10. There is one real danger with critique groups and that is that authors, like everyone else, don’t know what they don’t know. So you can have a group that gives honest opinions and does everything else right, and they might love a book and give it the ‘all clear’, so the author puts out their book, thinking it’s great, then is horrified when an editor sees it (for e.g. one of the Awesome Indies reviewers) and that editor/reviewer points out that the book needs a line edit. The people in the author in this example’s critique group just don’t have the skills to evaluate writing on that level, but they don’t realise it, so they happily continue supporting each other to put out books that actually aren’t as good as they think they are. I’m pretty sure that editors don’t go to critique groups, so I see this as the major problem.

    Also if people aren’t sure of something and they ask the group who also aren’t sure, they can come to a decision that they all think is right, because they all agree, but they could be wrong – for example on whether or not an em dash has a space either side. That’s just one example of an area of punctuation that is often incorrectly applied. So basically, the critique group is only as good as the level of understanding of the people in it. If all you’re looking for is feedback on whether or not people like the story and think it works, that’s fine, but my warning is to not use them in place of an actual editor.


  11. I’ve been in a wonderful critique group for several years–all pros with that one. Before that, I was in two bad ones full of inconsistent and rude members, one that was online and the other in-person.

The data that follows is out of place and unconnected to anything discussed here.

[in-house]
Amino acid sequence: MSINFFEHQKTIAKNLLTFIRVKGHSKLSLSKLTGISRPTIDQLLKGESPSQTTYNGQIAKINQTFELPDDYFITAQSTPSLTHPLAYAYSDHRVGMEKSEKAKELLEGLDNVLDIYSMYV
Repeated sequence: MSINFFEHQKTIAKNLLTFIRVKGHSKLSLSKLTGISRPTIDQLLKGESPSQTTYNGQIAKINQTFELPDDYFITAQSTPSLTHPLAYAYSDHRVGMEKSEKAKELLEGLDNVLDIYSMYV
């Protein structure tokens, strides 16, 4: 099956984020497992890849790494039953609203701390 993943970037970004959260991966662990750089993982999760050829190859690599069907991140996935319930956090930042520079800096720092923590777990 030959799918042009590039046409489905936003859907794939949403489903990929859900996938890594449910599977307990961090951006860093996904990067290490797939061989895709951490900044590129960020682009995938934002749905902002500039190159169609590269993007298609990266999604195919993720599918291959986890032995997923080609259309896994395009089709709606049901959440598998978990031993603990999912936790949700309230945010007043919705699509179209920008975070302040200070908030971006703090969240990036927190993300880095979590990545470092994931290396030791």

12. My first critique group lasted about 1-1/2 but then fell apart. I joined another one but it fell on it’s face in less than a year. I’m looking for another one again. Sigh.
    I agree, picking up pacing, timing, errors, etc. is the best part of belonging to a group. It’s hard to have your work analyzed letter by letter (it sometimes feels) but the end result is worth the cringing and sweating if you belong to a compatible group. 🙂


  13. Jacqui, Love your sharing your personal experience and insight on your writers group. Very helpful.
    I newly joined 2 different groups and it’s been an eye-opening and valuable experience.

    The “critique” group has a few weeks to look over the copy. In the “writing” group each author reads their copy out-loud and members “hear” it for the first time in the group. The difference is amazing to me.

    In the “critique” group people are focused on what you so clearly described in your post and tend to dissect/bisect the work – looking more at the micro. The “writing” group responds more to the tone, whether it’s interesting, entertaining etc. – looking at the macro of a “good read”.

    Both view points are valuable. I find that with the critique group I focus more on what’s wrong and with the writing group more on what’s right. In general, I have found that both groups tend toward what is “popular”, “marketable” rather than something that is more “experimental”. In neither group do I hear people encouraging each other to stretch themselves or push their own limits.


    • Well that’s fascinating, Judy. I have belonged to both types over time and hadn’t considered the differences, but I do agree with you. the writing group was much more supportive (rather than critical–without the connotative negatives of ‘critical’), but not as deep. Thanks for this.